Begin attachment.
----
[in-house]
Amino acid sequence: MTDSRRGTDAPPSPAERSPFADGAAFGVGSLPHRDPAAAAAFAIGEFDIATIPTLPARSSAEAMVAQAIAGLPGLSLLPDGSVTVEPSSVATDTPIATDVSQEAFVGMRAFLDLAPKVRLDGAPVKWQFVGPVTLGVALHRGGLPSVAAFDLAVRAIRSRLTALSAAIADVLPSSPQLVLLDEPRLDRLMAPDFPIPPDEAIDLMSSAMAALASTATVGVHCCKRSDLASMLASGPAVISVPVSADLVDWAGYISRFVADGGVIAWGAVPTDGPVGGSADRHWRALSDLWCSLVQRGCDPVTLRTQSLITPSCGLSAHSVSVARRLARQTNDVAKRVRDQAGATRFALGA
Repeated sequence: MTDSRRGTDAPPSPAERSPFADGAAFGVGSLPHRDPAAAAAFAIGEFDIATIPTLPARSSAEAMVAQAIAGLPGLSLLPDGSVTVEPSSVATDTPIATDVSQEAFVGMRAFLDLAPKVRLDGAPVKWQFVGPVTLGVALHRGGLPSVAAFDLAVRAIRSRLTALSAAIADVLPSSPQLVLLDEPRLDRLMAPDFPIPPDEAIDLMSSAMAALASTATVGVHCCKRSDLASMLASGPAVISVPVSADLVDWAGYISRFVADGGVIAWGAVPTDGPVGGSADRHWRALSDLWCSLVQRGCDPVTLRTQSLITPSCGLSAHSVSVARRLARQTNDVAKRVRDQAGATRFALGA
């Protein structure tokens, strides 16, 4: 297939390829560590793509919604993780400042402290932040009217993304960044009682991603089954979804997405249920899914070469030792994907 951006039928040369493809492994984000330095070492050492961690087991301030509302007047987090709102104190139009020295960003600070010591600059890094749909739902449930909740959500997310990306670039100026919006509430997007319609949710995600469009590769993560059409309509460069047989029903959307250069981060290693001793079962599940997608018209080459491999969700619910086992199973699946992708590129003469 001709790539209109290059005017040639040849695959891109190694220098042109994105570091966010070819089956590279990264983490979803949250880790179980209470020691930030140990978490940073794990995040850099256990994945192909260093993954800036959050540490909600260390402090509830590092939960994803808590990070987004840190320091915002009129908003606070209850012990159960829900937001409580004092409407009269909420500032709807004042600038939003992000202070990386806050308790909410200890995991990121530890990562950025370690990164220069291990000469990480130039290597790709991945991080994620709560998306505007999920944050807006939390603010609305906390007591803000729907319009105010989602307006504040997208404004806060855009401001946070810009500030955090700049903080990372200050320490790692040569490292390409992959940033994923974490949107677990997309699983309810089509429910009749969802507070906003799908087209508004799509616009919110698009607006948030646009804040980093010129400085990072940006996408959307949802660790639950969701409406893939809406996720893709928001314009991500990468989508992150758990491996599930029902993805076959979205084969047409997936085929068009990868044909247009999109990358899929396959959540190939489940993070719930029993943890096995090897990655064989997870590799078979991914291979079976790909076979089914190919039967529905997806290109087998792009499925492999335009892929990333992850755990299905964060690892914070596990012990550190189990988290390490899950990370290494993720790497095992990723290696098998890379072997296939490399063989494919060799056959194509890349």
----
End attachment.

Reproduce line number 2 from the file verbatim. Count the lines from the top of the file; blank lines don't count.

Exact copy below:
Amino acid sequence: MTDSRRGTDAPPSPAERSPFADGAAFGVGSLPHRDPAAAAAFAIGEFDIATIPTLPARSSAEAMVAQAIAGLPGLSLLPDGSVTVEPSSVATDTPIATDVSQEAFVGMRAFLDLAPKVRLDGAPVKWQFVGPVTLGVALHRGGLPSVAAFDLAVRAIRSRLTALSAAIADVLPSSPQLVLLDEPRLDRLMAPDFPIPPDEAIDLMSSAMAALASTATVGVHCCKRSDLASMLASGPAVISVPVSADLVDWAGYISRFVADGGVIAWGAVPTDGPVGGSADRHWRALSDLWCSLVQRGCDPVTLRTQSLITPSCGLSAHSVSVARRLARQTNDVAKRVRDQAGATRFALGA